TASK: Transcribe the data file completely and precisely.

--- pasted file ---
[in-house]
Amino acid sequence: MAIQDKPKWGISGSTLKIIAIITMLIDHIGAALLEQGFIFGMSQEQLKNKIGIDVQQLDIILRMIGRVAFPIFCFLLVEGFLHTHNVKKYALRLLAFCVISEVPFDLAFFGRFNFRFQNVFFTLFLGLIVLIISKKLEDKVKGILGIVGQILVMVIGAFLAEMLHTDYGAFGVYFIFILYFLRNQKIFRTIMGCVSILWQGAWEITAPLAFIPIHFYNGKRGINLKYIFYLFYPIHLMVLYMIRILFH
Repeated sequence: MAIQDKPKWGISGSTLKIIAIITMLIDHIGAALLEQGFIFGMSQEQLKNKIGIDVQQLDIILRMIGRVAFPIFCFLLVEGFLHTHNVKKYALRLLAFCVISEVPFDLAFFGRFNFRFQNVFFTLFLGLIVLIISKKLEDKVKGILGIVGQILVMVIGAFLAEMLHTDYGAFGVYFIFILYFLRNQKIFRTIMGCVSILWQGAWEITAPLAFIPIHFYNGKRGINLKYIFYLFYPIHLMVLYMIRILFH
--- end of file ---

[in-house]
Amino acid sequence: MAIQDKPKWGISGSTLKIIAIITMLIDHIGAALLEQGFIFGMSQEQLKNKIGIDVQQLDIILRMIGRVAFPIFCFLLVEGFLHTHNVKKYALRLLAFCVISEVPFDLAFFGRFNFRFQNVFFTLFLGLIVLIISKKLEDKVKGILGIVGQILVMVIGAFLAEMLHTDYGAFGVYFIFILYFLRNQKIFRTIMGCVSILWQGAWEITAPLAFIPIHFYNGKRGINLKYIFYLFYPIHLMVLYMIRILFH
Repeated sequence: MAIQDKPKWGISGSTLKIIAIITMLIDHIGAALLEQGFIFGMSQEQLKNKIGIDVQQLDIILRMIGRVAFPIFCFLLVEGFLHTHNVKKYALRLLAFCVISEVPFDLAFFGRFNFRFQNVFFTLFLGLIVLIISKKLEDKVKGILGIVGQILVMVIGAFLAEMLHTDYGAFGVYFIFILYFLRNQKIFRTIMGCVSILWQGAWEITAPLAFIPIHFYNGKRGINLKYIFYLFYPIHLMVLYMIRILFH